Captive orcas performing at Mundo Marino, Argentina

10 Years Later: Blackfish's lasting impact on captive orca awareness



Today is the 10th anniversary of Blackfish, a groundbreaking documentary on captive orca, Tilikum, sparking controversy and introducing the Blackfish Effect.

Separated from his mother and taken from the wild at two years old, Tilikum was kept in a tank at SeaLand in Canada with two much larger female orcas who would regularly attack him.

In 1991 the orcas killed a young trainer, dragging her into the pool. Tilikum was moved to SeaWorld in Orlando with the understanding that he should not be used in performances but he continued to feature in the shows and later killed two more people, including another trainer in 2010.

Blackfish director and documentarian, Gaberiela Cowperthwaite said in an interview that she originally set out to understand the incident where trainer Dawn Brancheau was attacked by Tilikum and to find out what had actually happened. The film that emerges is a heartbreaking story of separation, isolation, trauma and tragedy.

It is not often that a documentary film taps into a moment so profoundly and produces a moral outcry so significant that it creates change in the way Blackfish did. By telling the story of Tilikum and the tragic deaths of three people at marine parks through the eyes of ex-SeaWorld trainers, viewers are taken on a journey by people who worked in the parks to the realisation that keeping a powerful and highly intelligent wild animal in a tank to entertain tourists is dangerous and cruel.

Captive orca in Miami Seaquarium, Florida, USA on September 15, 2019.

The perfect storm

The release of Blackfish hit a nerve with the public, reaching a huge audience through vast distribution including CNN, Netflix and BBC Four. These ‘moments’ do not tend to occur in isolation, there are often a number of factors at play and the landscape at the time was slowly beginning to change in terms of marine parks.

The Cove was released in 2009 focusing on the dolphin drive hunts in Taiji, Japan and their links to capture for entertainment parks. Free Willy was released in 1993 – the same year that the last dolphin venue in the UK closed its doors, amidst years of campaigning and a change in standards for keeping cetaceans (whales, dolphins and porpoises) in captivity.

So what happened?

Blackfish inspired a wave of people powered campaigning that was so widespread that SeaWorld had to listen. Petitions were set up asking corporate sponsors to cut ties with SeaWorld and musicians to cancel performances at the venue. Celebrities and students got involved in sharing the message. Protests took place outside the park and across the world.

SeaWorld pushed back, claiming the film was misleading and shortly after launched the website ‘SeaWorld Cares’ to highlight their commitment to ‘protect whales both in human care and in the wild’ in an attempt to divert the conversation. But the damage was done. Not long after the documentary, Southwest Airlines ended their partnership with SeaWorld, a number of musicians cancelled shows there and SeaWorld’s stock price plummeted.

Within 5 years two CEOs had left SeaWorld and by the time Tilikum eventually died in 2017, SeaWorld had announced that they would end their orca breeding programme. More broadly, in 2016, the state of California passed a ban on captive orca breeding. In 2019, Canada passed a bill banning the keeping of dolphins and whales in captivity. In 2021, cetacean breeding for entertainment was banned in New South Wales, Australia and keeping cetaceans in captivity was banned in Brussels.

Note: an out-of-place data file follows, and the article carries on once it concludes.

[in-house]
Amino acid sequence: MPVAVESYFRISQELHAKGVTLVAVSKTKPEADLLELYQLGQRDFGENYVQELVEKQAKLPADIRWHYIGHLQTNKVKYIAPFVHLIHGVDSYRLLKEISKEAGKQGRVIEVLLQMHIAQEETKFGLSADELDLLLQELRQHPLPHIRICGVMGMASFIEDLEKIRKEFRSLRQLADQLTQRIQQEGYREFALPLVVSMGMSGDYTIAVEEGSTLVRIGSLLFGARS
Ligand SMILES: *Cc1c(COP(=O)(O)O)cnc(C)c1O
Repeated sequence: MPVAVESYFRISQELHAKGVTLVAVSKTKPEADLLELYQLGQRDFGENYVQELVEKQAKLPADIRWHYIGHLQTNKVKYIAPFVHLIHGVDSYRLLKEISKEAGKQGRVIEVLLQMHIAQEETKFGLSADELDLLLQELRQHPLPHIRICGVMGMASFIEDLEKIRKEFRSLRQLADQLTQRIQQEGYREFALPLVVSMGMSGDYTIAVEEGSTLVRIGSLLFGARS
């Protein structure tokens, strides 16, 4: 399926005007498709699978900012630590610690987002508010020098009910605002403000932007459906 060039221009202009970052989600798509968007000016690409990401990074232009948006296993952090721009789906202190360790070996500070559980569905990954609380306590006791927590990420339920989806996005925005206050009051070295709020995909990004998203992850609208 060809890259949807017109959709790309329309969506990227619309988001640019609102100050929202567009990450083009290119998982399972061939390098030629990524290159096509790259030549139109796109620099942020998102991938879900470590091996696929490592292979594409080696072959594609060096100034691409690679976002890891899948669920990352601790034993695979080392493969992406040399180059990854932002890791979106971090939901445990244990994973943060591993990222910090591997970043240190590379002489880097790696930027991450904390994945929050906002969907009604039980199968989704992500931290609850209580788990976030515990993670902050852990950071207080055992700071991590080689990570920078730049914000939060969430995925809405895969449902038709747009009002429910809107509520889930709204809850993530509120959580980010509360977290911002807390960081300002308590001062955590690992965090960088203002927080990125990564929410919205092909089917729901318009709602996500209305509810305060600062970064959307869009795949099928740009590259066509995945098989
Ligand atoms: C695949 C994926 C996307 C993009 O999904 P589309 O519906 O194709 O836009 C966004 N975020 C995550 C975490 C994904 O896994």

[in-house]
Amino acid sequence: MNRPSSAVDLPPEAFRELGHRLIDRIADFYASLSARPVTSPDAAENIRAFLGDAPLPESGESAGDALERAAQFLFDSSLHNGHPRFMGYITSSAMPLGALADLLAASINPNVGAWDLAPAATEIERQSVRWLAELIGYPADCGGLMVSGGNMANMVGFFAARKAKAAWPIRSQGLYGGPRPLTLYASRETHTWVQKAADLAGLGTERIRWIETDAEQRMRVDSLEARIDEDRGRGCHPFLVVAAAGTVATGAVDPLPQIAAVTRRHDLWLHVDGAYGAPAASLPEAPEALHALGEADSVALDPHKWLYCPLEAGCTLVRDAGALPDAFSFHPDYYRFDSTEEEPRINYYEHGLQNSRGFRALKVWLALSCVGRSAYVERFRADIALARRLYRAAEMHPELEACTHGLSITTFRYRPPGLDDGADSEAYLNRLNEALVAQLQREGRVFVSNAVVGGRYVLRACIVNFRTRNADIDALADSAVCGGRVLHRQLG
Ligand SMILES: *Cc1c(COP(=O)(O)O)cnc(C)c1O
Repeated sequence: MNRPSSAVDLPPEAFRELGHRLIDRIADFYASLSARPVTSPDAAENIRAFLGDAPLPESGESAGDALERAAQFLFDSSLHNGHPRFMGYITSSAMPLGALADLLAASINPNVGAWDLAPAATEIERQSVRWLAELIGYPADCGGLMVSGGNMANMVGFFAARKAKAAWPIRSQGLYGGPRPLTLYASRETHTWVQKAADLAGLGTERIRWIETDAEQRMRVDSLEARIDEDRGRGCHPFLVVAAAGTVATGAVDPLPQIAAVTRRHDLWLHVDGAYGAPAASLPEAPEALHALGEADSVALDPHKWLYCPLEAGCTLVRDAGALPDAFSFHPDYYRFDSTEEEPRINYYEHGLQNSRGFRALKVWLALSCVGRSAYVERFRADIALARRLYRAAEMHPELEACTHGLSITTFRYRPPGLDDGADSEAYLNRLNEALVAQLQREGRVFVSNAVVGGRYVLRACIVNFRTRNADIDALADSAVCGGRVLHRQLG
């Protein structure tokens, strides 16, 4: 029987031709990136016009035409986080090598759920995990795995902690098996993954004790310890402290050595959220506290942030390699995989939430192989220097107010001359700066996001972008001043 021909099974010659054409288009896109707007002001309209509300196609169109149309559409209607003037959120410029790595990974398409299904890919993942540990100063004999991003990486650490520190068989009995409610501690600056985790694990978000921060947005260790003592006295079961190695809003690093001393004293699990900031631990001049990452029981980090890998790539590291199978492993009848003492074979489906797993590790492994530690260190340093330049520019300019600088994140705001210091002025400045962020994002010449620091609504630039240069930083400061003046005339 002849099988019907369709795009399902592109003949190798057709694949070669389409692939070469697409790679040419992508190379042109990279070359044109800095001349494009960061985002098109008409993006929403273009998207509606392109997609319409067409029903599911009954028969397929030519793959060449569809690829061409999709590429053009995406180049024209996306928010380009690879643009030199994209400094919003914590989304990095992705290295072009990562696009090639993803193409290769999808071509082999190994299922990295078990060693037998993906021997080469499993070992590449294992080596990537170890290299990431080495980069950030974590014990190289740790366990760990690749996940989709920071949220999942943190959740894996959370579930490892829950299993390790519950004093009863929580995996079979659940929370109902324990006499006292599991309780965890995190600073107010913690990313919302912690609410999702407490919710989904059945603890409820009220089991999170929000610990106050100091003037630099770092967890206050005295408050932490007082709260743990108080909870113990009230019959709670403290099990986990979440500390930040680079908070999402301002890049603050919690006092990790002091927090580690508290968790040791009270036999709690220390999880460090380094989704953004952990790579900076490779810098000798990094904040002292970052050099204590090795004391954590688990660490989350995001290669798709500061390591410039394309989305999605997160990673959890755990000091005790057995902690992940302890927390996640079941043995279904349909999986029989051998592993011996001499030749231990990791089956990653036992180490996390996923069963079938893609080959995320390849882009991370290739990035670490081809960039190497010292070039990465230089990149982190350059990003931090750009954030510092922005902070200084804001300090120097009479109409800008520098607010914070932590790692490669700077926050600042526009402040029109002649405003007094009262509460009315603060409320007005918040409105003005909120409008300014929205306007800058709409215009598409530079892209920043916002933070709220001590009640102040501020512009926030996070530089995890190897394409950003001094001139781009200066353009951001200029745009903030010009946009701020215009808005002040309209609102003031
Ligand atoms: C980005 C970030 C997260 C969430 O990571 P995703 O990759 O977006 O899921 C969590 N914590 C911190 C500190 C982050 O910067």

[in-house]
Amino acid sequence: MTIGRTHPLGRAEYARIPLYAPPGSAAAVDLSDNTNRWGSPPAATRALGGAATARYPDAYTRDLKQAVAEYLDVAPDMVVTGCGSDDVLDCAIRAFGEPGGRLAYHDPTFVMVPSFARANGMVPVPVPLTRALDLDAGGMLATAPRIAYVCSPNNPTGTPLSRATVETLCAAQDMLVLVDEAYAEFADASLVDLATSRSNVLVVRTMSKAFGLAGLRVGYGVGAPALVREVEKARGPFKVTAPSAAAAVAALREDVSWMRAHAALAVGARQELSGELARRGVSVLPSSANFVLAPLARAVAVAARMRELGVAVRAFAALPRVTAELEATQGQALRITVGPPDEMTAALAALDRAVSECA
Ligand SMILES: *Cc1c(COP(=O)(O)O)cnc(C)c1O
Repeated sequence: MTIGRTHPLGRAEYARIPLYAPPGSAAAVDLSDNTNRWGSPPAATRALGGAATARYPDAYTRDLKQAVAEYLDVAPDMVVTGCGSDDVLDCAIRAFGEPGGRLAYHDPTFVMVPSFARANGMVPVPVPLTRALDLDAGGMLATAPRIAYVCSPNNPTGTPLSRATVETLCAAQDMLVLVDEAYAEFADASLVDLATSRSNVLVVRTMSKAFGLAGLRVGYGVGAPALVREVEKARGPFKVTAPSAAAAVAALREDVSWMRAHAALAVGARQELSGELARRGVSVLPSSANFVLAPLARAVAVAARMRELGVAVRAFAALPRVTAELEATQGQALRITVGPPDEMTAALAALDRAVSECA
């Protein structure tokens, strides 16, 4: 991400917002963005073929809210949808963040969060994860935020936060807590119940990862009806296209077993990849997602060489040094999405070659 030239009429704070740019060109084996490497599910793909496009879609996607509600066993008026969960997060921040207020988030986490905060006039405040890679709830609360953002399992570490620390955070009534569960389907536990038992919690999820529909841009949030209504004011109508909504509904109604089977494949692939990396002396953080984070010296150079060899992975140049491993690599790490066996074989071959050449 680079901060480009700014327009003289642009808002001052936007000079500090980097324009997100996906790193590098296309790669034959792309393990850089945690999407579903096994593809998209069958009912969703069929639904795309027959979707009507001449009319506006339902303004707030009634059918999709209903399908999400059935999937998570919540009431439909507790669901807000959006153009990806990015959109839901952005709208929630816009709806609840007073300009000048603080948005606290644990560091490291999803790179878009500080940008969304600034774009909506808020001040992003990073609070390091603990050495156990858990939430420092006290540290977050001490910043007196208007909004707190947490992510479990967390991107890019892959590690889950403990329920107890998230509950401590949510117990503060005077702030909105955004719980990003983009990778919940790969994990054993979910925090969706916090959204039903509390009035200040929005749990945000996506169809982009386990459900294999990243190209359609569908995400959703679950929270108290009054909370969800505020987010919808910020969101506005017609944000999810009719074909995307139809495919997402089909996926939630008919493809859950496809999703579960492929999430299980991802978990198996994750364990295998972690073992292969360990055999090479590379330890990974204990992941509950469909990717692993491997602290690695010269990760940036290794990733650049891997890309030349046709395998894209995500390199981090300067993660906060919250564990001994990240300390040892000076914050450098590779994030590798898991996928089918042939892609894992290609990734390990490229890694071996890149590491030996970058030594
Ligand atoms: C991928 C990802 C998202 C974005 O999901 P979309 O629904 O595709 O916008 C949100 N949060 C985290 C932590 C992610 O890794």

Orca in its natural habitat

So where are we now?

Ten years later and over 50 orcas remain in captivity worldwide. There are eighteen in SeaWorld parks still and though SeaWorld announced that they would phase out their orca shows in 2015, the shows have returned. SeaWorld continues their orca breeding ban.

Tokitae (also known as Lolita) is the sole orca at Miami Seaquarium having been there since 1970. She has been without another orca since 1980 when her tankmate Hugo died after smashing his head against the tank wall. Plans are underway to move her to a sea sanctuary. In Europe, there are four orcas and a breeding programme at Loro Parque which shows no signs of ending its orca shows. Even the controversial wild orca Morgan, who they claim had to be kept in captivity following her rescue from the Wadden Sea in 2010 despite opposition, is used in shows and has been used for breeding – her calf Ula died a few years ago before her 3rd birthday. In fact, between March 2021 and September 2022, three of Loro Parque’s orcas died, the oldest being 20 years old.

In the wild they can live between 50 and 80 years, sometimes even longer. Four orcas also remain at Marineland at Antibes in France.

As well as over 50 orcas in captivity worldwide there are also 3000 smaller dolphin species, mostly bottlenose dolphins, in entertainment venues globally.

TUI Group continue to sell tickets and profit from this cruel exploitation despite mounting evidence that this is animal cruelty.

Please sign our petition asking them to stop.

Blackfish is available to watch on Netflix in the UK.

Image credits: Orca in a tank: Emily Huggins, Orca in its natural habitat: Lloyd Edwards / Raggy Charters